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China tightens clamp on religious freedom

WENZHOU (SE): Authorities in Zhejiang province have moved against what has become a popular and successful ministry to the sick and dying by Christian people by banning all forms of religious activity in hospitals.

Ministry among the sick, as well as people who are isolated from their families has become a fast developing apostolate, with some entrepreneurial groups advertising among Christian communities for carers.

In November last year, Paul de Mena, who runs an in-home senior care company in China, wrote in China Blog Source that the large number of people in care homes and hospitals, especially those suffering from dementia and other diseases that make them difficult to care for, is creating a ready-made ministry for Christians.

De Mena says that he believes that Christians are highly suited for the work, because as many people in their sunset years begin to stare in the face of their own mortality they are both open to and in need of hearing the gospel message of eternal life and forgiveness.

However, in the highly Christian city of Wenzhou in Zhejiang province the authorities issued an edict on August 19 banning all forms of religious activity in public hospitals.

The Central Hospital of Wenzhou posted a notice to this effect in its main entrance, which local Christians found somewhat ironic, as the hospital was founded and run for years by a Protestant organisation.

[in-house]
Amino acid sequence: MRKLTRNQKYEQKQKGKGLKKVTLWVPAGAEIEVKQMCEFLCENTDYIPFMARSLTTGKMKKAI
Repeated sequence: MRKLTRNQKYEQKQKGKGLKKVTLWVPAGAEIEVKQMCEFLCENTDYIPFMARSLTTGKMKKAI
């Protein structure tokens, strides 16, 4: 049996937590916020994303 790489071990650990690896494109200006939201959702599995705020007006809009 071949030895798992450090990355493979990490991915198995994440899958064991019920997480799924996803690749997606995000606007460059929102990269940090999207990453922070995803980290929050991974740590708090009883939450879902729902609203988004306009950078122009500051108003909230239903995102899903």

Radio Free Asia reported that an employee at the hospital said, “Religious activities in hospitals have never been encouraged… but some people have been doing it on the quiet, which is understandable, seeing that we are all here to support patients.”

However, the new rules do not just ban patients from praying or chatting with others about religious issues, they also prevent pastors or priests, as well as lay ministers from visiting patients.

A spokesperson for the hospital said that anyone breaking the directive will be spoken to by the staff.

A pastor in Guangzhou, Ma Ke, told Radio Free Asia that he believes this is a further interference with the freedom of people to practice their religion and an infringement on their constitutional right to freely choose a religion or have no religion.

He added that to infringe on that right at a time of sickness, let alone when a patient may be facing death is a vicious limitation, as religion empowers people.

“It helps them to be more optimistic in accepting their treatment programmes,” he said. “It helps them face up to times of illness and also to face their own mortality.”

Although the proclamation was issued for Zhejiang, few believe that will be the end of its creep, saying that it is just a harbinger for the rest of the country.

While the regulation may partly be a response to a bit of insensitivity by visiting pastors, as hospital staff have complained about noisy singing and reading the bible in a loud voice, it seems a rather radical measure to simply curb a bit of religious boisterousness.

As de Mena reports, the work of Christian carers also has a ripple effect, touching not only those being looked after, but their families who are often living in far off cities as well.

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